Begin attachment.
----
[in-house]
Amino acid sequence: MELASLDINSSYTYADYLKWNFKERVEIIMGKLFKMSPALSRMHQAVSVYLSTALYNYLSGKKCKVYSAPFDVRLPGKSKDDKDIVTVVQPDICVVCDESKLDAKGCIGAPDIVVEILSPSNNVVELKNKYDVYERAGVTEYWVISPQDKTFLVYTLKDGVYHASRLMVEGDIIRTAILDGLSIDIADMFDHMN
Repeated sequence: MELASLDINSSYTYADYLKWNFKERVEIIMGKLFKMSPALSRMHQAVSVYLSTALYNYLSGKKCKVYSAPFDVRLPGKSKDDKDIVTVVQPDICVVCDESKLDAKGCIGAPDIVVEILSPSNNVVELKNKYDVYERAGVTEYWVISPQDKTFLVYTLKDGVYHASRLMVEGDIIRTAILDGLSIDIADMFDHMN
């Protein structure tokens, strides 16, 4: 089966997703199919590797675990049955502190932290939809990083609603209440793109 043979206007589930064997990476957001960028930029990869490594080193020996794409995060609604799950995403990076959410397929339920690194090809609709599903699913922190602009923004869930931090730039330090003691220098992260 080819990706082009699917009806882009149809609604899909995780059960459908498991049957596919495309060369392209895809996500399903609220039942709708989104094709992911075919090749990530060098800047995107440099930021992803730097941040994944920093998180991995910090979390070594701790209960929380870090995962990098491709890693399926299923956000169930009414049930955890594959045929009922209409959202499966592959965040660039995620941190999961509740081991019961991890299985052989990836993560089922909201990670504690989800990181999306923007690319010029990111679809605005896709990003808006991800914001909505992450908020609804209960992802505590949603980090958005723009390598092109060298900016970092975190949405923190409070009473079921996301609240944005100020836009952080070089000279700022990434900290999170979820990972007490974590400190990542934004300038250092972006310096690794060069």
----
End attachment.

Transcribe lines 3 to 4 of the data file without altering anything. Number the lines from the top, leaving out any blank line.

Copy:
Repeated sequence: MELASLDINSSYTYADYLKWNFKERVEIIMGKLFKMSPALSRMHQAVSVYLSTALYNYLSGKKCKVYSAPFDVRLPGKSKDDKDIVTVVQPDICVVCDESKLDAKGCIGAPDIVVEILSPSNNVVELKNKYDVYERAGVTEYWVISPQDKTFLVYTLKDGVYHASRLMVEGDIIRTAILDGLSIDIADMFDHMN
């Protein structure tokens, strides 16, 4: 089966997703199919590797675990049955502190932290939809990083609603209440793109 043979206007589930064997990476957001960028930029990869490594080193020996794409995060609604799950995403990076959410397929339920690194090809609709599903699913922190602009923004869930931090730039330090003691220098992260 080819990706082009699917009806882009149809609604899909995780059960459908498991049957596919495309060369392209895809996500399903609220039942709708989104094709992911075919090749990530060098800047995107440099930021992803730097941040994944920093998180991995910090979390070594701790209960929380870090995962990098491709890693399926299923956000169930009414049930955890594959045929009922209409959202499966592959965040660039995620941190999961509740081991019961991890299985052989990836993560089922909201990670504690989800990181999306923007690319010029990111679809605005896709990003808006991800914001909505992450908020609804209960992802505590949603980090958005723009390598092109060298900016970092975190949405923190409070009473079921996301609240944005100020836009952080070089000279700022990434900290999170979820990972007490974590400190990542934004300038250092972006310096690794060069």